PBGC Seeks Recovery of Investment Losses for Terminated Retirement Plan
The lawsuit claims owners of Freedom Communications made ill-advised, highly speculative investments which caused the pension plan to lose tens of millions of dollars.
The Pension Benefit Guaranty Corporation (PBGC) has filed a lawsuit for breach of fiduciary duties and prohibited transactions under the Employee Retirement Income Security Act (ERISA) against owners and service providers of Freedom Communications’ pension plan, which, after the company’s bankruptcy, was terminated and transferred to the PBGC as trustee.
The agency charges defendants with breaches of fiduciary duties under ERISA, including the duties of loyalty, prudence, and adherence to plan documents; transactions prohibited by ERISA; and knowing participation in breaches of fiduciary duties. The lawsuit claims owners of Freedom Communications made ill-advised, highly speculative investments which caused the pension plan to lose tens of millions of dollars.
According to the complaint, one of the failed investments started when members of Pension Advisory Group, based in North Carolina, approached Freedom’s owners with a proposal which they claimed would instantly improve the plan’s funding status. Under this program, which the owners implemented, the plan purchased life insurance policies with Freedom employees as the insureds. An actuary retained and compensated by Pension Advisory Group then allegedly inflated the value of the policies by valuing them at the net present value of future death benefits, rather than using the correct valuation method, the cash surrender value of the policies. Freedom’s owners abandoned the program when they realized that the plan was legally required to use the cash surrender value, resulting in a loss to the plan of more than $7 million.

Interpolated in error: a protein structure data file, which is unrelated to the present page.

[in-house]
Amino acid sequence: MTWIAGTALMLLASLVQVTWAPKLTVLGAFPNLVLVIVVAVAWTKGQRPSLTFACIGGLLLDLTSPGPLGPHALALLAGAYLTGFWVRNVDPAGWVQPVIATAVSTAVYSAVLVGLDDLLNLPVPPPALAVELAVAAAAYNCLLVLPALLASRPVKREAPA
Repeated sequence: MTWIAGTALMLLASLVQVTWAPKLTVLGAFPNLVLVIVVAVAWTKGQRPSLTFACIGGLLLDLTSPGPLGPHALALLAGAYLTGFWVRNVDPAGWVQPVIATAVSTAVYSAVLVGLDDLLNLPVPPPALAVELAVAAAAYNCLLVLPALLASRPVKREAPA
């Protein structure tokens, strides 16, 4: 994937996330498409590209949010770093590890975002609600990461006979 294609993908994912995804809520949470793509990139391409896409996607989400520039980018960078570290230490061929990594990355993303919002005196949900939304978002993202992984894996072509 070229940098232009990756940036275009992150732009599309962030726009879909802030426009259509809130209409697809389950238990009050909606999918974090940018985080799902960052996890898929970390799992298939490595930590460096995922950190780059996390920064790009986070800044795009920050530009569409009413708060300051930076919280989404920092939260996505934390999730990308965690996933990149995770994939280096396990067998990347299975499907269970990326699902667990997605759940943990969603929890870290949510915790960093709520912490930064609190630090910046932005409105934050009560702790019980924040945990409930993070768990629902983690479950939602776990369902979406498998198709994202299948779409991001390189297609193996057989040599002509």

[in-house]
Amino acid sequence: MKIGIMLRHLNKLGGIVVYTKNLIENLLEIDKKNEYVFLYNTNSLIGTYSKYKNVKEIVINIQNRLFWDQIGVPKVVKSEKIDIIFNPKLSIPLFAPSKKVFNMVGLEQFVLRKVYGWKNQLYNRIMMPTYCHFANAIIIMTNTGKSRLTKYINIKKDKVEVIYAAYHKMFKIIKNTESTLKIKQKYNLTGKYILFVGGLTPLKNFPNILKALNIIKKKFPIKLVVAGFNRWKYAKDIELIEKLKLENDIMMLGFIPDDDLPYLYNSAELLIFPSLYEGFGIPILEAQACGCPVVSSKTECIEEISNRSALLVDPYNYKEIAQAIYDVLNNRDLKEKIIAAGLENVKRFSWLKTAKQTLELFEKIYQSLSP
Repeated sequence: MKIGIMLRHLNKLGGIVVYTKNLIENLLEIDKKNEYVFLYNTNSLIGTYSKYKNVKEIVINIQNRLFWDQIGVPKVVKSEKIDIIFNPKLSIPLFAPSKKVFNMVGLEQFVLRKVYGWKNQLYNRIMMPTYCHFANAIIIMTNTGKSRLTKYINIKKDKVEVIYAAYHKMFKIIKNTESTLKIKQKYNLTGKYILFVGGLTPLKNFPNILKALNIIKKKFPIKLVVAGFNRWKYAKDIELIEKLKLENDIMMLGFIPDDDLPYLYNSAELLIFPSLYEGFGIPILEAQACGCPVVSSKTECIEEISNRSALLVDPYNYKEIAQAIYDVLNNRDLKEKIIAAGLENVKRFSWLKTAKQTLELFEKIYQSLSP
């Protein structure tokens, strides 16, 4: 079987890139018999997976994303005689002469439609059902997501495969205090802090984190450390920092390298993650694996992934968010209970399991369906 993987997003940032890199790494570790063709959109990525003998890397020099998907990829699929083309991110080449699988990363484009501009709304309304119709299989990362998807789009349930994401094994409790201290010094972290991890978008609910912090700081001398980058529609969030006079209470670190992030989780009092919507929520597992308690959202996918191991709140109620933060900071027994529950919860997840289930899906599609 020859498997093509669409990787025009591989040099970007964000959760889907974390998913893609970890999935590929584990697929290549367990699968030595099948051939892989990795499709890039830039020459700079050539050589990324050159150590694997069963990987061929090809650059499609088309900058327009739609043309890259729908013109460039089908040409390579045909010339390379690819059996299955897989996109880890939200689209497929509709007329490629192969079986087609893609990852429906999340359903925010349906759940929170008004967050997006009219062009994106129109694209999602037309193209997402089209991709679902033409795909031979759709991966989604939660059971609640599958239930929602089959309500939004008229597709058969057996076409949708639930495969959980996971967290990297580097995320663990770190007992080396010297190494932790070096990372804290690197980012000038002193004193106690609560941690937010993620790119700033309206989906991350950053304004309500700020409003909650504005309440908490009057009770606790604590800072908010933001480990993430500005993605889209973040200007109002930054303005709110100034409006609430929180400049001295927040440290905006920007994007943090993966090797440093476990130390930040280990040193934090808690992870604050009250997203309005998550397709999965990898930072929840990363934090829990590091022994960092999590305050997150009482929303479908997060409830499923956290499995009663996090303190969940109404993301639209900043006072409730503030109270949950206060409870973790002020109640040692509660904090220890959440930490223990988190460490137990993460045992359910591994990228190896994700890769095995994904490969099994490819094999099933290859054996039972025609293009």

The lawsuit also alleges that Freedom’s owners invested in another life insurance scheme, which involved a complex program in which the pension plan purchased a portfolio of loans used to finance life insurance premiums for people unrelated to Freedom or the plan. PBGC says that although such portfolios can have economic value when the insured persons are in poor health with decreased life expectancies, members of Pension Advisory Group failed to obtain the medical information needed to make a meaningful evaluation. Rather than acquiring a valuable asset, the defendants acquired a program with no market value, and lost millions of dollars of pension plan assets.
Freedom’s owners are also accused of losing millions of dollars in plan assets by investing in a highly speculative and unproven foreign hedge fund, which is now worthless, and by causing the plan to buy stock in Freedom when they knew that the company was in financial distress. The stock is also now worthless.The PBGC is seeking to recover these losses.
« IRS Clarifies When Employers May Recoup Mistaken HSA Contributions